The whole training program was designed in such a way that when we have a week of practical sessions, the subsequent week is much more theoretical and involved discussions amongst ourselves. We were divided into groups and given topics to research and prepare presentations to be delivered to the class every day after lunch. I really do not like presentations because I get very nervous when a handful of people look at me at once but since we did it for quite some time, I have learnt to live with it even though I still get nervous when it’s my turn to talk. We were introduced to agile development including creating user stories from requirements required by a client, attaching story points to the stories based on their levels of difficulty, conducting sprints and SCRUMs to work on the stories in stages, designing prototypes based on the user stories all the while keeping the client involved in most of these activities and also working as a team. At first, working as a team was rough because most of us were not used to working as a group and we also did not know our individual weaknesses so dividing work within us was a bit difficult.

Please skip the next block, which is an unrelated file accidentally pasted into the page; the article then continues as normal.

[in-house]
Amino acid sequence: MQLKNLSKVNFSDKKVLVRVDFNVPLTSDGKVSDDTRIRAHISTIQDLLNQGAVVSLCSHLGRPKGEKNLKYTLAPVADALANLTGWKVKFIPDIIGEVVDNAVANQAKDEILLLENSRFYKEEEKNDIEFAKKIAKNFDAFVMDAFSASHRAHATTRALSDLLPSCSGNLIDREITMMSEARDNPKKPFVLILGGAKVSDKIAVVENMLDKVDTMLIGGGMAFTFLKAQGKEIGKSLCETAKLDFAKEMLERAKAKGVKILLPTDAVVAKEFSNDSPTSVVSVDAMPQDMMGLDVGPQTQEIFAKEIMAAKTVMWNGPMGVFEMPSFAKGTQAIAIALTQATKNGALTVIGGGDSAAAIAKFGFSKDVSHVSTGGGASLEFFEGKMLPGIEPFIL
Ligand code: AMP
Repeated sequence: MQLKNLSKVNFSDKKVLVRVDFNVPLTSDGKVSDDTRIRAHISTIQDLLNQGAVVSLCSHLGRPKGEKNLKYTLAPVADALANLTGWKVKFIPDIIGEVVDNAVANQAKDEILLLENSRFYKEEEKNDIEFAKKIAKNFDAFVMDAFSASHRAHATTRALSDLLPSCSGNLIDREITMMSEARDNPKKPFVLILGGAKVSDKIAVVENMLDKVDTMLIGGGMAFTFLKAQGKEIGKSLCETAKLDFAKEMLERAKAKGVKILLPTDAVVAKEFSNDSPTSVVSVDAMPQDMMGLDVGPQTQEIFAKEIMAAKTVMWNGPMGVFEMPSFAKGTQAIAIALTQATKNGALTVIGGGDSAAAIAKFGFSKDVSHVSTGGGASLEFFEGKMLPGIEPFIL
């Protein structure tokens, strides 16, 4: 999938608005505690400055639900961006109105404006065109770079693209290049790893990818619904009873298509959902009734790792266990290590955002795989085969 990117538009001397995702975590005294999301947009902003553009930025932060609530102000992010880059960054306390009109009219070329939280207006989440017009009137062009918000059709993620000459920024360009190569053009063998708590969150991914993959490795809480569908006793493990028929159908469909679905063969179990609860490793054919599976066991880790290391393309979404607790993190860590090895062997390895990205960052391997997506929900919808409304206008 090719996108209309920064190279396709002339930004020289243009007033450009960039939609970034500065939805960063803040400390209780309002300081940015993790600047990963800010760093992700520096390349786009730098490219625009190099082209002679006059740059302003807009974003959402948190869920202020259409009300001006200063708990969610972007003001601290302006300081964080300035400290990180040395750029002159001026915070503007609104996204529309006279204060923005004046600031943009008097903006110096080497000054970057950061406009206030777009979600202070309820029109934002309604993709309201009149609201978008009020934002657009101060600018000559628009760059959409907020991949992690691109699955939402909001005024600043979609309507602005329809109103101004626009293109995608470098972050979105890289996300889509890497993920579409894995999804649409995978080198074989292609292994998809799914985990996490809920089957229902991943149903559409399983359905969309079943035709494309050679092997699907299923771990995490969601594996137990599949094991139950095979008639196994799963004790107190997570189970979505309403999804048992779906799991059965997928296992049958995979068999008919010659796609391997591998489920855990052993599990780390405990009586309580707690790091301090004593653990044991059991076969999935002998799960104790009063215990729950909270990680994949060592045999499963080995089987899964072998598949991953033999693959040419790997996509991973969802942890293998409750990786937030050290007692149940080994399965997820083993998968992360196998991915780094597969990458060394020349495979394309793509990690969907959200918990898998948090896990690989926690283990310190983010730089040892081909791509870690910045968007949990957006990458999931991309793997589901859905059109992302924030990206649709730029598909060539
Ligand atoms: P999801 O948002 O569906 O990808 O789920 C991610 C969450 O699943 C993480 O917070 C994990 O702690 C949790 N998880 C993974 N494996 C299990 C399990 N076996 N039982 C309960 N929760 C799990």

We moved on into the world of object-oriented design with Java. We were taught how to model a problem by identifying objects and classes and the relationships that may exist between them. Our first Java project as a team was to design a command line client management system for TurnTabl. The application had to allow a user to be able to search for a client, add a new client, update a client and also delete a client from the system. Sam acted as the client we were working for and I must say he really did play his role quite well. For the past subsequent weeks, we have been introduced to Databases with postgresql where we modified our previous command line project to incorporate making calls to a database we created using the JDBC template. We were taught the importance of writing unit tests for any code we write and also working with continuous integration in our workflow.